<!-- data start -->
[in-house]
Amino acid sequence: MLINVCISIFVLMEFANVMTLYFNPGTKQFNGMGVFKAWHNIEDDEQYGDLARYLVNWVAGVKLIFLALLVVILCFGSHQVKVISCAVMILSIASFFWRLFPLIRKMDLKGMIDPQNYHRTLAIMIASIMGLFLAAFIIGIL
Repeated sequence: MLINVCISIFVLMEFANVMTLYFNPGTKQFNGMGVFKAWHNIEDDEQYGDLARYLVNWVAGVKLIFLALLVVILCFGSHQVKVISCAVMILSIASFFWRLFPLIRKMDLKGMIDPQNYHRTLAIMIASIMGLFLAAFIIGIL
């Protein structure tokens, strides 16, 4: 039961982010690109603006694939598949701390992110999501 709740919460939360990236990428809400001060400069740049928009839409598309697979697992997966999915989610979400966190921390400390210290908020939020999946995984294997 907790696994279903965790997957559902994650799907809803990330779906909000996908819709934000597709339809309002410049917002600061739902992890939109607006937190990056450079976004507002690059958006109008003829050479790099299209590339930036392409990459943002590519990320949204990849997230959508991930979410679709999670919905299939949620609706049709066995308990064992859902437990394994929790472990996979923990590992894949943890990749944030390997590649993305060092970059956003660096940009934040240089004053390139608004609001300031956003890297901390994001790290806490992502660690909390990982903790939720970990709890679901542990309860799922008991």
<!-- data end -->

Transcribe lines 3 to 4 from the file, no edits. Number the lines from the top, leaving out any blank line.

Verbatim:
Repeated sequence: MLINVCISIFVLMEFANVMTLYFNPGTKQFNGMGVFKAWHNIEDDEQYGDLARYLVNWVAGVKLIFLALLVVILCFGSHQVKVISCAVMILSIASFFWRLFPLIRKMDLKGMIDPQNYHRTLAIMIASIMGLFLAAFIIGIL
């Protein structure tokens, strides 16, 4: 039961982010690109603006694939598949701390992110999501 709740919460939360990236990428809400001060400069740049928009839409598309697979697992997966999915989610979400966190921390400390210290908020939020999946995984294997 907790696994279903965790997957559902994650799907809803990330779906909000996908819709934000597709339809309002410049917002600061739902992890939109607006937190990056450079976004507002690059958006109008003829050479790099299209590339930036392409990459943002590519990320949204990849997230959508991930979410679709999670919905299939949620609706049709066995308990064992859902437990394994929790472990996979923990590992894949943890990749944030390997590649993305060092970059956003660096940009934040240089004053390139608004609001300031956003890297901390994001790290806490992502660690909390990982903790939720970990709890679901542990309860799922008991």